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Fructosamine or glycated haemoglobin as a measure of diabetic control?
  1. J Allgrove,
  2. B L Cockrill
  1. East Birmingham Hospital.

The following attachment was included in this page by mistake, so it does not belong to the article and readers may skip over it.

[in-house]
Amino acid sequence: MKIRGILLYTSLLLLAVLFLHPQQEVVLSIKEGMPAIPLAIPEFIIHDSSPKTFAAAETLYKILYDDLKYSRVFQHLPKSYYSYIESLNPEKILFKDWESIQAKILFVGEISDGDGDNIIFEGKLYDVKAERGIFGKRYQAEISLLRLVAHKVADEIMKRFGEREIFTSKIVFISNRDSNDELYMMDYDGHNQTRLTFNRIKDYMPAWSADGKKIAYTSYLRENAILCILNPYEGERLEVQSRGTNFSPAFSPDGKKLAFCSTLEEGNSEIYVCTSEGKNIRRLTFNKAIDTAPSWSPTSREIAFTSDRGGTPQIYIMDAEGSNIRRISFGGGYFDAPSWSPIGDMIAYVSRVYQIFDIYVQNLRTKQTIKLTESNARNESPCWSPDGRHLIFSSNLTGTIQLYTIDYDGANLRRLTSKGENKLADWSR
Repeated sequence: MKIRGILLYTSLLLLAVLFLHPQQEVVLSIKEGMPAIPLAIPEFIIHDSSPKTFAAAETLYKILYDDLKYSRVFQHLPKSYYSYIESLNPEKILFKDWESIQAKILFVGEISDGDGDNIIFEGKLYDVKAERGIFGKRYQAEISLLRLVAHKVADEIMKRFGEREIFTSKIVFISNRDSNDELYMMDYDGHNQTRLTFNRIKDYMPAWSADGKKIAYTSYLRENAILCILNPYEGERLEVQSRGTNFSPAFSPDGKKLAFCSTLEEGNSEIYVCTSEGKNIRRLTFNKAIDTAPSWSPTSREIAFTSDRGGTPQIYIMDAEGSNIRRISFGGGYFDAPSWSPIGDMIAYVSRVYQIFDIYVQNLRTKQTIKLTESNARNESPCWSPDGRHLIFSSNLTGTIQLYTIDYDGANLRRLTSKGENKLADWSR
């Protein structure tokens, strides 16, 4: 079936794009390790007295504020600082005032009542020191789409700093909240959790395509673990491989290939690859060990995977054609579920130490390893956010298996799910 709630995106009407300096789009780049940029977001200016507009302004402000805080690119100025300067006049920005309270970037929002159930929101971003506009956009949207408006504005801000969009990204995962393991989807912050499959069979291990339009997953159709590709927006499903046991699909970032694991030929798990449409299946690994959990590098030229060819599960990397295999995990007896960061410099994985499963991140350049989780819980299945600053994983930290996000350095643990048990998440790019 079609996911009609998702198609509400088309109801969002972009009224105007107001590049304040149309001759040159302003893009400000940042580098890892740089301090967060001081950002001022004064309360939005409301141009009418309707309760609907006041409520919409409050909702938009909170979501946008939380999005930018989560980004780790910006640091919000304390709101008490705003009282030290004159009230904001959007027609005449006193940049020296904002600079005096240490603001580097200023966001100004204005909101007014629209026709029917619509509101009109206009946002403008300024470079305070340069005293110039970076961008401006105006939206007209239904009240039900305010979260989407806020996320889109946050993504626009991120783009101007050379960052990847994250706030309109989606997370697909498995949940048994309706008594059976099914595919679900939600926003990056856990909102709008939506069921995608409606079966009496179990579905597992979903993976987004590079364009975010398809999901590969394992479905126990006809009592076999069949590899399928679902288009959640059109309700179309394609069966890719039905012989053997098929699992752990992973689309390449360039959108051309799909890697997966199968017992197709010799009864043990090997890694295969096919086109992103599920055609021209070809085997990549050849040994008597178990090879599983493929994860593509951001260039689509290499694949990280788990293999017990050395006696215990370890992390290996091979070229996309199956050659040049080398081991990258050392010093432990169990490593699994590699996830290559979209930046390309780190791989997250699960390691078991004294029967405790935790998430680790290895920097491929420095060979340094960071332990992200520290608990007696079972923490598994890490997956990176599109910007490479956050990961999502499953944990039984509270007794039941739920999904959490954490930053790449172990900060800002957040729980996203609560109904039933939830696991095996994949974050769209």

Glycated haemoglobin A1 (HbA1c), fructosamine, and total serum proteins were measured in 30 normal and 61 diabetic children. The normal range for HbA1c was 4.7-8.8% and for fructosamine was 0.98-1.88 mmol/l. These were similar to adult normal ranges and there were no significant age differences during childhood. There was a highly significant correlation between HbA1c and fructosamine in the diabetic children but this was lost when only concentrations within the established normal ranges were considered. Adjustment of concentrations of fructosamine for total serum proteins made no difference to the results. Changes in HbA1c and fructosamine were followed in three newly diagnosed patients and in one whose diabetes was getting worse. HbA1c decayed with a half life of 28.7 days and fructosamine decayed with a half life of 16.5 days. Fructosamine concentrations were lower than expected in the patients who were improving and higher than expected in the patient who was deteriorating. It is suggested that while fructosamine is not a direct substitute for HbA1c it may be a useful adjunct in determining whether a patient is worsening or improving in the short term. A change from HbA1c to fructosamine for routine assessment of diabetes while retaining HbA1c on selected occasions would result in some cost savings while retaining the advantages of having both assays available.

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